Garry Smith jailed for life for murdering Graeme Ferry
A man has been jailed for life for murdering his friend and dumping his body in an unmarked grave.
At the High Court in Glasgow, Garry Smith, 34, was told he must serve at least 18 years for killing 24-year-old Graeme Ferry on 2 April last year.
Mr Ferry's body was found buried on wasteland in North Lanarkshire five months later.
Co-accused Andrew Shilliday, 38, who admitted helping to conceal the body, was jailed for five years.
Smith and Shilliday admitted the charges against them at an earlier hearing at the High Court in Glasgow in May.
The court heard that on 2 April last year Shilliday, Smith, Mr Ferry and a fourth man, Michael Archibald, were celebrating Smith's birthday at a house in John Bowman Gardens, Bellshill.
Hit with bottle
They left in the early hours in a car and a row developed between Smith and Mr Ferry and they got out of the car.
Smith later told police that he and Mr Ferry got in a fight. Smith said he hit him with a bottle on the face and then kicked and punched him on the head.
When he walked back to see where Mr Ferry was, he saw he was lying dead, face down in a puddle.
The court heard that Smith hid Mr Ferry's body before returning a couple of days later with a man, who he refused to identify, and moved the body using Shilliday's car.
Mr Ferry was dumped naked in a makeshift grave dug out at a landfill site.
Bricks and slates had been positioned round his head and a large concrete slab was placed over the top directly on his face.
For five months after the murder, Smith kept up the pretence that Mr Ferry was still alive and even phoned his mother asking if there was any news.
The court heard that Mr Ferry had usually been constantly on his mobile phone and his family became concerned when all phone contact ceased after the early hours of 2 April 2011.
Advocate depute Iain McSporran, prosecuting, said: "By 4 April his mother had become very concerned, not only that her son had not come home, but he had not phoned her or anyone else.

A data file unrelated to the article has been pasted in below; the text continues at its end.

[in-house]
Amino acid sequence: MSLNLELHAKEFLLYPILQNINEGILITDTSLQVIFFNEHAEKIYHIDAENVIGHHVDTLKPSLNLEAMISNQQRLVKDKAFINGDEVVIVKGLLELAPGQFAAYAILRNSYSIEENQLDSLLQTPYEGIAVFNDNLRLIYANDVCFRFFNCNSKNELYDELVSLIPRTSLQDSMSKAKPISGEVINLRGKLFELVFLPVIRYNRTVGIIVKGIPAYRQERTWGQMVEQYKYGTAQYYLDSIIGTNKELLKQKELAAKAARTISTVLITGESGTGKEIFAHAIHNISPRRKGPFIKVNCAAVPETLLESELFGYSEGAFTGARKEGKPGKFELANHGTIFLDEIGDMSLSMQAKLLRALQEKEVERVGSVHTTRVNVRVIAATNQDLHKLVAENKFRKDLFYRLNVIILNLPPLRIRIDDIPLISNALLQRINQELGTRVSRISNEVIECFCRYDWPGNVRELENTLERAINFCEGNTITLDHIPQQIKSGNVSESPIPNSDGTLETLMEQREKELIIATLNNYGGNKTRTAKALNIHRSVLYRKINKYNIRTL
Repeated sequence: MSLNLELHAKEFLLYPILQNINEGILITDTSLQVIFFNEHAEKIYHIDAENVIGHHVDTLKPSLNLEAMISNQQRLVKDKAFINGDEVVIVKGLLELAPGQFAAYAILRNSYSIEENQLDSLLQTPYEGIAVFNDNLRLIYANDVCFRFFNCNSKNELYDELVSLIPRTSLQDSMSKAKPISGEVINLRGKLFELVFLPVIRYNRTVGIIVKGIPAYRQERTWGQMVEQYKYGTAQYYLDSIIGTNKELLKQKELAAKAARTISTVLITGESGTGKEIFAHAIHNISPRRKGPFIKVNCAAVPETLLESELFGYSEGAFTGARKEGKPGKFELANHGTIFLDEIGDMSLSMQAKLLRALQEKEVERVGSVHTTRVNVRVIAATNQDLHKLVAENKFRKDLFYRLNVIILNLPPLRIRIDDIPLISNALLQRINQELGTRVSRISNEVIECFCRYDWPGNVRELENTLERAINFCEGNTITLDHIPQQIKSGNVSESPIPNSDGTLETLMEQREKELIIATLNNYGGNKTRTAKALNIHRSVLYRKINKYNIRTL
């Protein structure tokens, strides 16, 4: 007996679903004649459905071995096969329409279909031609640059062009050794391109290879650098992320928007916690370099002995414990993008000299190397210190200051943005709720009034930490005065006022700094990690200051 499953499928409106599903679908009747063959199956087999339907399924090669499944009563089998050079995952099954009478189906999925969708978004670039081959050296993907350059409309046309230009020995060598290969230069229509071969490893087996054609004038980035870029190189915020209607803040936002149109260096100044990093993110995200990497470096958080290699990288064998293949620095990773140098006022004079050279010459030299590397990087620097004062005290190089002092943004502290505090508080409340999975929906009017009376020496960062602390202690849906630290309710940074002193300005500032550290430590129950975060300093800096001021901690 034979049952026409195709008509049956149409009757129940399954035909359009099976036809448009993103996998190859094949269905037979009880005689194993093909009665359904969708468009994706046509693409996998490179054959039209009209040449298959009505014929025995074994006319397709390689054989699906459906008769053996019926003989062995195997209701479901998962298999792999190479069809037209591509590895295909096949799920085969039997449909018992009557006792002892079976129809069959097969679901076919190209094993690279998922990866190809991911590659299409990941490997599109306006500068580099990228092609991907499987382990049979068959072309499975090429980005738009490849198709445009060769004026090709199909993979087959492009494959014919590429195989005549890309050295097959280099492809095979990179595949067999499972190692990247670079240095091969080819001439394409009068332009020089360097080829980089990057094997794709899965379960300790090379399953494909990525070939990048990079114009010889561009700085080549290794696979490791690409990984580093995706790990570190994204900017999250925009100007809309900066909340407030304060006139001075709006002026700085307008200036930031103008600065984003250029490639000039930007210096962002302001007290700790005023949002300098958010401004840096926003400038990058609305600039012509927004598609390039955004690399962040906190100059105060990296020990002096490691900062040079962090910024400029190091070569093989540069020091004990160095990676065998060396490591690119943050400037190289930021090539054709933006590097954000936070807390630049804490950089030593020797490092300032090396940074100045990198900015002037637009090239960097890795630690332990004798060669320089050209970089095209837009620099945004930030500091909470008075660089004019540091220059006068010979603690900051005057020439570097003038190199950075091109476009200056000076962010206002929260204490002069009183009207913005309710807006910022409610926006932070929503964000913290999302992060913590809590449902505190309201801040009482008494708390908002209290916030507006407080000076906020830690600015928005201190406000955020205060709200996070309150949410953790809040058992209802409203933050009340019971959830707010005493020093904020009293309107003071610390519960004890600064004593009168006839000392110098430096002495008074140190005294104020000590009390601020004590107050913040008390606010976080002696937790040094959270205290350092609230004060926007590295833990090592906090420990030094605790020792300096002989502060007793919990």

"Police commenced a missing person's enquiry. In the days following 2 April, Smith made telephone contact with a friend of Mr Ferry, during which he spoke to his mother."
Mr McSporran told the court that Mr Ferry's mother "entertained hopes that he might yet be found alive, before Smith eventually confessed the truth".
Smith finally confessed to police what he had done in September last year.
He told them: "It's all down to me. I'll tell you everything. I'll show you where the body is. It's all down to me."
He took police twice to where he thought the body was buried and on the second occasion Mr Ferry's remains were discovered in an area of wasteland at Chapelknowe Road, Cleland.
The court heard that Smith, from Bellshill, also pleaded guilty to attempting to defeat the ends of justice by concealing the body.
Shilliday also admitted attempting to defeat the ends of justice by lending his car to Smith to dispose of the body.
Judge Lady Stacey imposed a life sentence on Smith and told him the minimum jail-term would have been 20 years, but for the guilty plea.
The judge told him: "You attacked Graeme Ferry by punching and kicking him. You knocked him down and killed him.
"You moved his body and buried him. His family were put through the anguish that he might be a missing person, who may come home.
"It was only through painstaking police work that you admitted your part."
Speaking following sentencing, John Dunn, procurator fiscal for the west of Scotland, said: "Graeme Ferry was violently murdered by Garry Smith who was then assisted by Andrew Shilliday in a futile attempt to cover up this heinous act.
"Taking the life of another is the most serious crime and must therefore come with the most serious consequences as today's sentences demonstrate.
"I would like to express my sincere condolences to Mr Ferry's family and friends, and especially to his mother. I cannot imagine the mental anguish she has suffered because of the actions of these two men."